Definitions

from The American Heritage® Dictionary of the English Language, 5th Edition.

  • transitive verb To suggest or imply in addition to literal meaning.
  • transitive verb To have as a related or attendant condition.

from The Century Dictionary.

  • Same as connotate.
  • To signify; mean; imply.
  • [This meaning was introduced by J. S. Mill. A word connotes those attributes which its predication of a subject asserts that that subject possesses. But connote is now often loosely used in such a sense that any attribute known to be possessed by all the objects denoted by a term is said to be connoted by that term. Mill discountenances this use of the word.
  • Synonyms Note, Denote, Connote, See the definitions of these words.
  • To have a meaning or signification in connection with another word.

from the GNU version of the Collaborative International Dictionary of English.

  • transitive verb To mark along with; to suggest or indicate as additional; to designate by implication; to include in the meaning; to imply.
  • transitive verb (Logic) To imply as an attribute.

from Wiktionary, Creative Commons Attribution/Share-Alike License.

  • verb transitive To signify beyond its literal or principal meaning.
  • verb transitive To possess an inseparable related condition; to imply as a logical consequence.
  • verb intransitive To express without overt reference; to imply.
  • verb intransitive To require as a logical predicate to consequence.

from WordNet 3.0 Copyright 2006 by Princeton University. All rights reserved.

  • verb involve as a necessary condition of consequence; as in logic
  • verb express or state indirectly

Etymologies

from The American Heritage® Dictionary of the English Language, 4th Edition

[Medieval Latin connotāre, to mark along with : Latin com-, com- + Latin notāre, to mark (from nota, mark; see gnō- in Indo-European roots).]

from Wiktionary, Creative Commons Attribution/Share-Alike License

From Medieval Latin connotō ("signify beyond literal meaning"), from com- ("together"), + notō ("mark").

Examples

  • The roots of the word connote "the gathering of knowledge" and this sense some years ago in my European lunch companions led me into a very fruitless argument about e.g. whether Aristotle was a scientist.

    science: the ancient / modern distinction

  • The roots of the word connote "the gathering of knowledge" and this sense some years ago in my European lunch companions led me into a very fruitless argument about e.g. whether Aristotle was a scientist.

    Archive 2009-07-01

  • A few heroines who carry the name connote eroticism, shrewdness and the alien (sometimes associated with the stereotype of a Jew).

    Biblical Women in World and Hebrew Literature.

  • The arrangement of things into classes, such as the class _metal_, or the class _man_, is grounded indeed on a resemblance among the things which are placed in the same class, but not on a mere general resemblance: the resemblance it is grounded on consists in the possession by all those things, of certain common peculiarities; and those peculiarities it is which the terms connote, and which the propositions consequently assert; not the resemblance.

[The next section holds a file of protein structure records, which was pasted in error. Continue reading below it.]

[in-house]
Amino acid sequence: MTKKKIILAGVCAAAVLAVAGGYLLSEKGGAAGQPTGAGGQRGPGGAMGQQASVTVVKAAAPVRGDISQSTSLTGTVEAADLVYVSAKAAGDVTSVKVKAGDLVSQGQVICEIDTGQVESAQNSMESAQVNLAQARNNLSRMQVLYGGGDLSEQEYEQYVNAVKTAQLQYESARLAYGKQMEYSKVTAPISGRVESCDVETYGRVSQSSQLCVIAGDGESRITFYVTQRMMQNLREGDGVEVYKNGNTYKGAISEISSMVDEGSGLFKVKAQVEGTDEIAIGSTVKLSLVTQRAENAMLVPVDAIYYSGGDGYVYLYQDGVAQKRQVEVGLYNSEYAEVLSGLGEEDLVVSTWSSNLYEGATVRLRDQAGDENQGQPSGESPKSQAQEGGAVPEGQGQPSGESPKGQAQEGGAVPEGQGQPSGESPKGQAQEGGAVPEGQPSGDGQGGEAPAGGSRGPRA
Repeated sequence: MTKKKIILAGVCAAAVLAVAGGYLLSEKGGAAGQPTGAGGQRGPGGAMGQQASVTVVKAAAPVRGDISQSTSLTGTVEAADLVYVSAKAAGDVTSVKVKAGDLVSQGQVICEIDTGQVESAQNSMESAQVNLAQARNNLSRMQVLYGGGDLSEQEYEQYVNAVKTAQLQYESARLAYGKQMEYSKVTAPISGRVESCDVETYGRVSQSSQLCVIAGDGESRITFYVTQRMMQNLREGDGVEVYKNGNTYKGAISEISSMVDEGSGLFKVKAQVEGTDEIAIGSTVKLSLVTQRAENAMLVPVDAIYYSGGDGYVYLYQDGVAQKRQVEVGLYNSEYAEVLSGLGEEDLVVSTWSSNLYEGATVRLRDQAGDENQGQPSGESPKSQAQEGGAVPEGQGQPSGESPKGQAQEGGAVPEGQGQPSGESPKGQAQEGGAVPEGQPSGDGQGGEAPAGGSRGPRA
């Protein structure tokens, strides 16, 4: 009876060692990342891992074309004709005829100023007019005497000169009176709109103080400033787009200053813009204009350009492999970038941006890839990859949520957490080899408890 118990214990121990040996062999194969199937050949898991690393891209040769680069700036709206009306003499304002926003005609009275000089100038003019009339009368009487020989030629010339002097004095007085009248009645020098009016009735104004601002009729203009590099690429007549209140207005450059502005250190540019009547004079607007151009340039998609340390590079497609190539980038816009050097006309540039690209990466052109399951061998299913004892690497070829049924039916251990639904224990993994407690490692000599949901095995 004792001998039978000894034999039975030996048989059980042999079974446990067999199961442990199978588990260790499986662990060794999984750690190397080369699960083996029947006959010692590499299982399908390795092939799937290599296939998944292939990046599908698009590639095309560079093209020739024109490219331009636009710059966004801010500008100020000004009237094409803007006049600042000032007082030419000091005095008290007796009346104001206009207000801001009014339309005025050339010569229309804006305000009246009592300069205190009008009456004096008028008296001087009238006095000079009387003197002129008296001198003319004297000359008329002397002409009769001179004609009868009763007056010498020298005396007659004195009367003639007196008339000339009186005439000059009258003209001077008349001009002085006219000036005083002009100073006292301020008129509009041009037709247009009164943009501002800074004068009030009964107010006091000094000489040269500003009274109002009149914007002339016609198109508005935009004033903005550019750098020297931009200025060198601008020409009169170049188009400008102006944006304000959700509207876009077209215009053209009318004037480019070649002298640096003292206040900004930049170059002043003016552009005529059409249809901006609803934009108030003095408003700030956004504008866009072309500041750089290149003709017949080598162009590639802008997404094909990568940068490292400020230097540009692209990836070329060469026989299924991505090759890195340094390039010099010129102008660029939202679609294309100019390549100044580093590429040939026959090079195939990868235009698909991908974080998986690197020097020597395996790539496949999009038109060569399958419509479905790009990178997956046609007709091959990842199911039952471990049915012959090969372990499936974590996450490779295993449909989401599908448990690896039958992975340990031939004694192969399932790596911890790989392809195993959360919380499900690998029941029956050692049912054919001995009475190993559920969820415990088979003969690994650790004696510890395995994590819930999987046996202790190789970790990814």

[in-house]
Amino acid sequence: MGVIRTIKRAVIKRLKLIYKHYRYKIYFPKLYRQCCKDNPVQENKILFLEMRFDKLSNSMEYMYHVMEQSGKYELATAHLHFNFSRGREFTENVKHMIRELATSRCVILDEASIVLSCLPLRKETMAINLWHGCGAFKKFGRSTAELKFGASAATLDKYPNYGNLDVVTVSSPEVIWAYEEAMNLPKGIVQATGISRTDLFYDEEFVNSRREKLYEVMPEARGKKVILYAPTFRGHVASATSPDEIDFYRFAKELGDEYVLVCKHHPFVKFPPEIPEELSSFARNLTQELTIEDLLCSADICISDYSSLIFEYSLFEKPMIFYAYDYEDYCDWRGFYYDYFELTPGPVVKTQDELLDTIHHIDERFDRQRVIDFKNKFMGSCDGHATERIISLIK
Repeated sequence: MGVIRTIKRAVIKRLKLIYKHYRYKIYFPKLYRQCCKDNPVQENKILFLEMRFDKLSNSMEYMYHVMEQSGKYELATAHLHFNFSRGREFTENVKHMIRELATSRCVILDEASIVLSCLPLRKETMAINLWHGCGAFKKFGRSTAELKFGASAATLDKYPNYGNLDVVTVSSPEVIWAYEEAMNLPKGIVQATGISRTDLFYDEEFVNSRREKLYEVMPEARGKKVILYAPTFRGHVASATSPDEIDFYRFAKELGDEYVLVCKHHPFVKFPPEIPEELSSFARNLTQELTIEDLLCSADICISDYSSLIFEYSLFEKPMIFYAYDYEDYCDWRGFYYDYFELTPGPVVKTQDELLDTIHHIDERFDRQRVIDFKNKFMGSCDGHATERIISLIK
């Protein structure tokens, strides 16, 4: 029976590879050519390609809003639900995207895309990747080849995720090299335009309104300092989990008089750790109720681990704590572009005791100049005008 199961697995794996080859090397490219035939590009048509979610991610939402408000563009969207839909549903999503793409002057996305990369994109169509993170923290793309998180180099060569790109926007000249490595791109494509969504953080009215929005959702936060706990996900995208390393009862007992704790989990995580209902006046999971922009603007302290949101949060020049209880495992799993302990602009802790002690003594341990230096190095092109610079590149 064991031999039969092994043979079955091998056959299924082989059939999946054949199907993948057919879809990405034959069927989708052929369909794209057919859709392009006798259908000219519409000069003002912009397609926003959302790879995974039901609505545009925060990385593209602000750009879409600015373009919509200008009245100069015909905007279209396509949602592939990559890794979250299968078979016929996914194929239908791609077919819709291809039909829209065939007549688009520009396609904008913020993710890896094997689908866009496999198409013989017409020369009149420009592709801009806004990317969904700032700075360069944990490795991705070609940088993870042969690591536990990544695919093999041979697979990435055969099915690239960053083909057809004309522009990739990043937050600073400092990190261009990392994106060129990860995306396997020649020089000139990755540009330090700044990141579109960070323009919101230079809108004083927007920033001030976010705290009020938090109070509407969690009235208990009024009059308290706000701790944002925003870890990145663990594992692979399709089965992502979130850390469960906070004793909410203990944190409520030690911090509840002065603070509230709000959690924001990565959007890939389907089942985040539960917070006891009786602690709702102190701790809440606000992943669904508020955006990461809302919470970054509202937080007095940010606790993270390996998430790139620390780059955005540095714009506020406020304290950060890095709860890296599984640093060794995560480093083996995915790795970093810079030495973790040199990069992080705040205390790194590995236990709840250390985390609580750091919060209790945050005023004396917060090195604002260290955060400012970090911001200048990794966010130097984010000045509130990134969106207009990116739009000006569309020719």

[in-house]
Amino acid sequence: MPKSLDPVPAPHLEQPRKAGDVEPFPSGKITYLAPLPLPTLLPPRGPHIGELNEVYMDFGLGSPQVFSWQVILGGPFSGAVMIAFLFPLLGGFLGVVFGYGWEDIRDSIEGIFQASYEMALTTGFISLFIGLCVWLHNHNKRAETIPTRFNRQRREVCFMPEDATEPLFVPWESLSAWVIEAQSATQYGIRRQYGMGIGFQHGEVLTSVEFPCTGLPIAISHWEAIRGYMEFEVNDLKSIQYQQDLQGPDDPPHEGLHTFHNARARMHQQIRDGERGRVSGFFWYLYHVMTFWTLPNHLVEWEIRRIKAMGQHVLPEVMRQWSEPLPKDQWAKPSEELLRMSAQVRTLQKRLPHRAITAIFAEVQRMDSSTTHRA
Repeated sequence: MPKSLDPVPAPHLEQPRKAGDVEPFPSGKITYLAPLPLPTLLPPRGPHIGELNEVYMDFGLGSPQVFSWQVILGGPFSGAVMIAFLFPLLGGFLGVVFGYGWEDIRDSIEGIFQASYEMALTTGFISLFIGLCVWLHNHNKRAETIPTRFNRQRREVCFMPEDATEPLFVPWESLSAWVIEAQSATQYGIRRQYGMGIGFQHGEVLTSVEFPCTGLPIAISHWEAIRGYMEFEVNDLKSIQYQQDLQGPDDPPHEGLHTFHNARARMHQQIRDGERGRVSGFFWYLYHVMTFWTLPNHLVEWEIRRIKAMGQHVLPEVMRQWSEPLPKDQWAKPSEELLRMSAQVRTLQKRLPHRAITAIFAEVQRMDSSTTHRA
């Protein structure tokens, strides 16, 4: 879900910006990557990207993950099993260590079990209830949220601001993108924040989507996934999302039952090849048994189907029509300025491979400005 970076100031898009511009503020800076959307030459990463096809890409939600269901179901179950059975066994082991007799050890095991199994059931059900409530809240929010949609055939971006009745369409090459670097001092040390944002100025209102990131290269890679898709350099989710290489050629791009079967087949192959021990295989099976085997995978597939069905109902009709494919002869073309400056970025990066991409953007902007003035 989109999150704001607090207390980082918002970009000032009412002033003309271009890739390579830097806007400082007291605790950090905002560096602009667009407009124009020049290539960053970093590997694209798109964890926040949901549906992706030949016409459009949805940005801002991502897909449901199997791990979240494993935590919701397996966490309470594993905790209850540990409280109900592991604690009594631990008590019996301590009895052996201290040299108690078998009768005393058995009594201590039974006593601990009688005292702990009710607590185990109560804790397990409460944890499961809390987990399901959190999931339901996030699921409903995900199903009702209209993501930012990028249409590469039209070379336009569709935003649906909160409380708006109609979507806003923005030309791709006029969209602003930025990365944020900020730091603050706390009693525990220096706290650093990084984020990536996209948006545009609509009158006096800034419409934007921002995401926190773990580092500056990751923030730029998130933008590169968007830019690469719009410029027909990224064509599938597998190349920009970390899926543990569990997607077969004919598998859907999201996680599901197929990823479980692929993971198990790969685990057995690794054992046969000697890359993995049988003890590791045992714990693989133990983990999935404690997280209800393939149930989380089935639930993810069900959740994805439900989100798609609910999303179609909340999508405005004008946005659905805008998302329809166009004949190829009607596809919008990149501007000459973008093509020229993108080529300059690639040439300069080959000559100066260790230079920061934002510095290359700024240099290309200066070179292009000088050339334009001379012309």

A System Of Logic, Ratiocinative And Inductive

  • Even the terms connote sex: "rear naked choke hold," "top, bottom and mounted" positions.

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  • Organic labels connote the natural ingredients used to make the product were grown without pesticides, chemicals and other traditional methods now thought to be unhealthy.

    Cosmetics companies sued over 'organic' labels

  • Organic labels connote the natural ingredients used to make the product were grown without pesticides, chemicals and other traditional methods now thought to be unhealthy.

    Cosmetics companies sued over 'organic' labels

  • (This reminded me that he had constantly seen me in the country; a memory which I had retained, but kept out of sight, because, since I had seen Gilberte again, Swann had become to me pre-eminently her father, and no longer the Combray Swann; as the ideas which, nowadays, I made his name connote were different from the ideas in the system of which it was formerly comprised, which

    Swann's Way

  • We have seen that they denote a quality or qualities of something, and that is precisely what general terms connote: 'honesty' denotes a quality of some men; 'honest' connotes the same quality, whilst denoting the men who have it.

    Logic Deductive and Inductive

  • It is a better proposal to regard their denotation and connotation as coinciding; though open to the objection that 'connote' means 'to mark along with' something else, and this plan leaves nothing else.

    Logic Deductive and Inductive

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